Seeing that today is the first day of Hanukkah, I thought it appropriate to address the geography of Judaism in today’s Weekly Warm-Up.
If any population is an ideal case study for a lesson in human geography, it is the Jewish population.
Firstly, the term diaspora, commonly used to describe “the movement, migration, or scattering of a people away from an established or ancestral homeland,” is primarily defined as “the settling of scattered colonies of Jews outside Palestine after the Babylonian exile” (definitions from Merriam-Webster Online Dictionary). The website My Jewish Learning reports that there are currently over 13 million Jews worldwide, 5 million of whom live in Israel.
Secondly, the Israeli-Palestinian conflict provides an example of groups of people who have put immense importance and meaning into a physical landscape. The land that currently comprises the Jewish state of Israel has been fought over for centuries because of what it represents to different groups of people.
Thirdly, the long, strange trip of the Crypto-Jews is a case study in human geography and migration. Crypto-Jews trace their ancestry to medieval Jewish communities that fled to the Americas in order to escape the Spanish Inquisition. Hiding their faith to avoid persecution, the descendants of these communities did not discover their Jewish origins until the 20th century.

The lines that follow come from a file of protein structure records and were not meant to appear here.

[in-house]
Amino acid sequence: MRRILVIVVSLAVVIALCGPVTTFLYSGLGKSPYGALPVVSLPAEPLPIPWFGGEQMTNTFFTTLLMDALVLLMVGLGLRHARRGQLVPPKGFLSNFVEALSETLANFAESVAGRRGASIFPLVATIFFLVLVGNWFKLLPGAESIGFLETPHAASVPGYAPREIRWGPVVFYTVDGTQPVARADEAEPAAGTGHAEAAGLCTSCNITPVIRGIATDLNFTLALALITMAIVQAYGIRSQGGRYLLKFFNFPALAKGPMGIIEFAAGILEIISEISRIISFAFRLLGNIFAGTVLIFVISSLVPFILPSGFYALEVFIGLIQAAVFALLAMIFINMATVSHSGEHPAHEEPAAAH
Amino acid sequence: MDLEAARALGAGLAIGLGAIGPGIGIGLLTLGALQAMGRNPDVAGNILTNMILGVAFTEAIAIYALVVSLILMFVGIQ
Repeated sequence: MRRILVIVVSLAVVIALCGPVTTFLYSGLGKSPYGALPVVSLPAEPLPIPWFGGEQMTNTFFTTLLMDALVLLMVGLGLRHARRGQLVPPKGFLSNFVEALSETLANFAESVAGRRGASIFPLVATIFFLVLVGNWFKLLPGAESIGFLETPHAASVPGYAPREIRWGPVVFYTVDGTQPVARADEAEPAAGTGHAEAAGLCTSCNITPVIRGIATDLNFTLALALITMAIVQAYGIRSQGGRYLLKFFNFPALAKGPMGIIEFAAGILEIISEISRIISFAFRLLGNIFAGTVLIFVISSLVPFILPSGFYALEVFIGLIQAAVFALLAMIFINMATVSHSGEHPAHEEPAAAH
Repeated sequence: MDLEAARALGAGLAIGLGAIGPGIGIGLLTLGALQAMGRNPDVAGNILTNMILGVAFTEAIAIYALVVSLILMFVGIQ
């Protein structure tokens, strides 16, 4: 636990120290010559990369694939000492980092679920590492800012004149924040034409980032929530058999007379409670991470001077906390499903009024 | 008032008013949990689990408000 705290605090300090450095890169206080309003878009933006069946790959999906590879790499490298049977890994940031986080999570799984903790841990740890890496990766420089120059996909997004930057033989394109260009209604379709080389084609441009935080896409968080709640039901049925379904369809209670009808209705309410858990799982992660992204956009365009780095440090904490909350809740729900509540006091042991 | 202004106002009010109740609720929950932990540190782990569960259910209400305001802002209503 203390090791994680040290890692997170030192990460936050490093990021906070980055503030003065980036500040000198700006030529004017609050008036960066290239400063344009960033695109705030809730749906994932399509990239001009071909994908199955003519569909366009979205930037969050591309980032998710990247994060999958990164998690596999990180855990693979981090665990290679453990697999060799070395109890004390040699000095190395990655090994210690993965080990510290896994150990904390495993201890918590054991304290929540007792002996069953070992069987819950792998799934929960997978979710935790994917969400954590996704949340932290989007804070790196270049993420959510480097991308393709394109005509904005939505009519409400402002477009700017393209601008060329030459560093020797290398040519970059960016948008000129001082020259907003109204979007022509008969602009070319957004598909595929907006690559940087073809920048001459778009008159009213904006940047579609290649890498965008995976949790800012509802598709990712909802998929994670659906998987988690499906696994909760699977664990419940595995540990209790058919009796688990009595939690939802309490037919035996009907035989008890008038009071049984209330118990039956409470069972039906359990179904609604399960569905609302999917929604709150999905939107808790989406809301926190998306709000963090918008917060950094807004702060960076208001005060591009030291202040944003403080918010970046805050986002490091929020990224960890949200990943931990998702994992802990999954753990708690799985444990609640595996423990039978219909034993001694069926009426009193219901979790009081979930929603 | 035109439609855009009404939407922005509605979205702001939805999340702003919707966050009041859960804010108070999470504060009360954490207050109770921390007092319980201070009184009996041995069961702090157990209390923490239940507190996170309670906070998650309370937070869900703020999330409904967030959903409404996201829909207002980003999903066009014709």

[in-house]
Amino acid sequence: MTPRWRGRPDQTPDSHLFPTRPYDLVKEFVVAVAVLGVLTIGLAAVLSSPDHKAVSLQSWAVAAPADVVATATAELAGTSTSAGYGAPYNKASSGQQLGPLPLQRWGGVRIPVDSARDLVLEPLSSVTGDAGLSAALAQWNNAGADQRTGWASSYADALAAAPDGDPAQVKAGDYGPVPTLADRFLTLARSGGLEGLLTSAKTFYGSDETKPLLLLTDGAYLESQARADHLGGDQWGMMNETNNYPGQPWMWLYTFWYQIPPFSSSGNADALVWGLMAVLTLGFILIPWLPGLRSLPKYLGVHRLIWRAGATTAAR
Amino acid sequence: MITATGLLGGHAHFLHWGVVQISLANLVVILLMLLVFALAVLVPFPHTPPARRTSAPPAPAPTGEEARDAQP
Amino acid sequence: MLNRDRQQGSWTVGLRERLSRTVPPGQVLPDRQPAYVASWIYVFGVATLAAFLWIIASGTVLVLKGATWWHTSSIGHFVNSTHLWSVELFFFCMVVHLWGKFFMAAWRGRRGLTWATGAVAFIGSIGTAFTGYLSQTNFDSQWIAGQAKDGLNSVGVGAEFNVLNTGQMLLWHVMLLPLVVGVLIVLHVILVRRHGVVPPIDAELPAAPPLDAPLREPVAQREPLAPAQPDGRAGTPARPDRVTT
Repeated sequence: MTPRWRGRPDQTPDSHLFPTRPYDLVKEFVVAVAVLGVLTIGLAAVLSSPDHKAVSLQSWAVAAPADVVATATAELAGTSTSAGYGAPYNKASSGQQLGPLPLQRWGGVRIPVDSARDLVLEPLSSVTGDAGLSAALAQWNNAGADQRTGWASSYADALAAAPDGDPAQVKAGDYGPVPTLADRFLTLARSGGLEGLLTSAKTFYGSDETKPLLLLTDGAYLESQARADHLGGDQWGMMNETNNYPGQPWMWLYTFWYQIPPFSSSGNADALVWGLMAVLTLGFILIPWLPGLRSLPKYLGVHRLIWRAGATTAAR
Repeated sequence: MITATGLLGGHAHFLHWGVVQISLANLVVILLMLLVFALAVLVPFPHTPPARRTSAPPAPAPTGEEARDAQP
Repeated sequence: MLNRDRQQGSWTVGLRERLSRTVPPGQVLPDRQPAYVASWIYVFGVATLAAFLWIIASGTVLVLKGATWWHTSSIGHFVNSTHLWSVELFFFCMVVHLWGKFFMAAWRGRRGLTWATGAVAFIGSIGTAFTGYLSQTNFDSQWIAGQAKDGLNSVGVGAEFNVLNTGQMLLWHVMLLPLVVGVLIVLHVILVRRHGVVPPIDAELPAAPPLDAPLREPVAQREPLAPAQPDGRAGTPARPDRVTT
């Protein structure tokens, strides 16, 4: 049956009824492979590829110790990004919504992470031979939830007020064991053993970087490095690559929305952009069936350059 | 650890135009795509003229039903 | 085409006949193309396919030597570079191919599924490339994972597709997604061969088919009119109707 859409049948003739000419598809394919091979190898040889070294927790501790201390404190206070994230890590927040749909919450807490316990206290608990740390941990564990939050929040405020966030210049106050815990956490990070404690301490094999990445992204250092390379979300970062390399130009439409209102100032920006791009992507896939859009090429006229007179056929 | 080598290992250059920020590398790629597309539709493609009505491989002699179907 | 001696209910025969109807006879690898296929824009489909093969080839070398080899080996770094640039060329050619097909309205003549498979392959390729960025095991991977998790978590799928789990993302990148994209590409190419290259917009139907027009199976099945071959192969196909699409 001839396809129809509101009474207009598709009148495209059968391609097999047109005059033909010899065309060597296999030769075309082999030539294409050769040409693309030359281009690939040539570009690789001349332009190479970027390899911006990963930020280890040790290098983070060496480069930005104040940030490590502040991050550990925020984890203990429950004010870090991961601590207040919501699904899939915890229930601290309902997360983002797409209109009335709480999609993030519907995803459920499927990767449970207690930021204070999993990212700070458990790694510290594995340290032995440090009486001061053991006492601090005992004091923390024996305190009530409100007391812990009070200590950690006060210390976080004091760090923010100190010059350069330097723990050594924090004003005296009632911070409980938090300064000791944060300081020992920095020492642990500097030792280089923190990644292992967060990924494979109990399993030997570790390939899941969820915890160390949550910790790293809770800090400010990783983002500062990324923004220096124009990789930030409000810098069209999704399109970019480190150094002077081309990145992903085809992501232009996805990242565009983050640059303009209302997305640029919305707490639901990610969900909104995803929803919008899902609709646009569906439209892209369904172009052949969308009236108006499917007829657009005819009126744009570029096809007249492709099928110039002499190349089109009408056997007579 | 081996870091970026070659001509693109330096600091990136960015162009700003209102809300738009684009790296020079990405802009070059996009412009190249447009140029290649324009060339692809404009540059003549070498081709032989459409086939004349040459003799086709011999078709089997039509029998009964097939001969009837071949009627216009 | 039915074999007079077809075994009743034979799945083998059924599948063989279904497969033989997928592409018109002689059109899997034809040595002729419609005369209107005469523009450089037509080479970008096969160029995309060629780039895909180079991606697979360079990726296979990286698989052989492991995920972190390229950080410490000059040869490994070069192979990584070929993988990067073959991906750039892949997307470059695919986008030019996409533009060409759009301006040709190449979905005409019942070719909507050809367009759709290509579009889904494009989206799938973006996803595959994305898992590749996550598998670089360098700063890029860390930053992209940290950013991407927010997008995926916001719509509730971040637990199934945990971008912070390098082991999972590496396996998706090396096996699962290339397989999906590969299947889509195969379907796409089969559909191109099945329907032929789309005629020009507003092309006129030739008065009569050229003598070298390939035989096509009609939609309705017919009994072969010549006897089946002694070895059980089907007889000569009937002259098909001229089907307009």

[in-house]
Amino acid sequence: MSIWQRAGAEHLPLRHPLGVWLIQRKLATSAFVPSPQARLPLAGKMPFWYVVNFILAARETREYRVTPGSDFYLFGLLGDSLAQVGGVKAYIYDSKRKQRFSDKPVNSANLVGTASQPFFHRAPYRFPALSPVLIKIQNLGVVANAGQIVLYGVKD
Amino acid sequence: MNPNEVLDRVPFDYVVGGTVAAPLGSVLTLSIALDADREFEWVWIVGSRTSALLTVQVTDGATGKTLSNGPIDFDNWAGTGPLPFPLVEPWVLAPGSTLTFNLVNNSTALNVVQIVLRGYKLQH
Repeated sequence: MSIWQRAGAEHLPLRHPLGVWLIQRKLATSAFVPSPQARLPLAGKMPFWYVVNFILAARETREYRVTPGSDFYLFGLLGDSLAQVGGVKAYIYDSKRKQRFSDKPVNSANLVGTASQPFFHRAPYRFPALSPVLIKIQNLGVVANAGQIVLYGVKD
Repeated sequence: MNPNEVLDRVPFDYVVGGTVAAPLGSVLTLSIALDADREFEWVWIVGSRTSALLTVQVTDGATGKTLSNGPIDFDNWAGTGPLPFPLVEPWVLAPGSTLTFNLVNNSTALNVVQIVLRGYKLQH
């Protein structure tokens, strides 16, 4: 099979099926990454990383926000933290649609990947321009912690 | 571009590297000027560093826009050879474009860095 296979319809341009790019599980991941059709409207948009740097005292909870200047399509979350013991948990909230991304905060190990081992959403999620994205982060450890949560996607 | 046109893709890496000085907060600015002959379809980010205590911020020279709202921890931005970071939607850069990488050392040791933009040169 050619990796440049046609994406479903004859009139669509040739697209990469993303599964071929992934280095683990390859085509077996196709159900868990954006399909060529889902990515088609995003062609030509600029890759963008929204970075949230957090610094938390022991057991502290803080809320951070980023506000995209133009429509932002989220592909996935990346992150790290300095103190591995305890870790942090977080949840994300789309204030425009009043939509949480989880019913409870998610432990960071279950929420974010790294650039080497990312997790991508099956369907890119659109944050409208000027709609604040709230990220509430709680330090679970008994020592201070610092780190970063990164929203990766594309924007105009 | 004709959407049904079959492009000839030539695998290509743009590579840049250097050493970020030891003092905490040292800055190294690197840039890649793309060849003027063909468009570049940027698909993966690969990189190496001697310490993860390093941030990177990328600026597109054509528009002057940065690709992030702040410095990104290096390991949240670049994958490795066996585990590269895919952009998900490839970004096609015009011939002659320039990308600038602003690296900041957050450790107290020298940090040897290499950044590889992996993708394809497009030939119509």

There is a lot to learn about Jewish history and culture. Check out some of the resources below to learn about the diaspora, Hanukkah, potato latkes, and more!
2. Maps of the Jewish Diaspora around the world
- “A Voyage Around the Diaspora,” a map of the Jewish Diaspora all over the world, including descriptions of six different Jewish communities.
- The Jewish Population Project, which includes a map with layers on the age, education, and denomination of different Jewish communities in the United States.
- Hanukkah basics
- Hanukkah how-tos
- Hanukkah recipes
- Hanukkah videos
- Hanukkah nights
4. Potato latkes
This post was written by former National Geographic intern Jane Mulcahy in December 2010, and is just as relevant today!